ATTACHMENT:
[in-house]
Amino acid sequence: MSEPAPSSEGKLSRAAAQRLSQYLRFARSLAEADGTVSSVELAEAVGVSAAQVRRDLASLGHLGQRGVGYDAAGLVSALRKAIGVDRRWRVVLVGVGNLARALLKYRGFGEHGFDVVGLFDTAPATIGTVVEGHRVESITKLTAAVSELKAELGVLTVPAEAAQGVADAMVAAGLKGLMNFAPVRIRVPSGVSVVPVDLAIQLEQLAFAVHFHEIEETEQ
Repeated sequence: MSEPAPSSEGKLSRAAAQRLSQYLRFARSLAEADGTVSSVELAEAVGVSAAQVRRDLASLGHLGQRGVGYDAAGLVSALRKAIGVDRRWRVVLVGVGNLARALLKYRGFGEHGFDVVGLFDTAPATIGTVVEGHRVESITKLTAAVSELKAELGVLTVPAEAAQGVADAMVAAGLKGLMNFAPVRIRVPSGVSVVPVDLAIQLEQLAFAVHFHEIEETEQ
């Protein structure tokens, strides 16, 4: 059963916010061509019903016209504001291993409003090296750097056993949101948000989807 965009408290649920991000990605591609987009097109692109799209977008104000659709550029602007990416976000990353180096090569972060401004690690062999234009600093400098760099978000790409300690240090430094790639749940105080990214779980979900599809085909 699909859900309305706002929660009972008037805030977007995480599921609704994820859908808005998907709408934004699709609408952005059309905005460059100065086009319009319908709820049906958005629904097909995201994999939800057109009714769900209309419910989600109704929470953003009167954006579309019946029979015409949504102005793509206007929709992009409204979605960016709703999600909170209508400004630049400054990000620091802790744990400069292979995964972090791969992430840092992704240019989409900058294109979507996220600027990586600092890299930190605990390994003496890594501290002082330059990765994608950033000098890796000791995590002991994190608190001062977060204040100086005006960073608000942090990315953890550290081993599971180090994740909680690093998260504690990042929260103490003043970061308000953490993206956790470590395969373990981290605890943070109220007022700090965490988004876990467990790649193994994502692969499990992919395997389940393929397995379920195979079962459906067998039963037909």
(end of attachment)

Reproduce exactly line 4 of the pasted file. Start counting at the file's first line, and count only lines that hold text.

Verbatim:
């Protein structure tokens, strides 16, 4: 059963916010061509019903016209504001291993409003090296750097056993949101948000989807 965009408290649920991000990605591609987009097109692109799209977008104000659709550029602007990416976000990353180096090569972060401004690690062999234009600093400098760099978000790409300690240090430094790639749940105080990214779980979900599809085909 699909859900309305706002929660009972008037805030977007995480599921609704994820859908808005998907709408934004699709609408952005059309905005460059100065086009319009319908709820049906958005629904097909995201994999939800057109009714769900209309419910989600109704929470953003009167954006579309019946029979015409949504102005793509206007929709992009409204979605960016709703999600909170209508400004630049400054990000620091802790744990400069292979995964972090791969992430840092992704240019989409900058294109979507996220600027990586600092890299930190605990390994003496890594501290002082330059990765994608950033000098890796000791995590002991994190608190001062977060204040100086005006960073608000942090990315953890550290081993599971180090994740909680690093998260504690990042929260103490003043970061308000953490993206956790470590395969373990981290605890943070109220007022700090965490988004876990467990790649193994994502692969499990992919395997389940393929397995379920195979079962459906067998039963037909």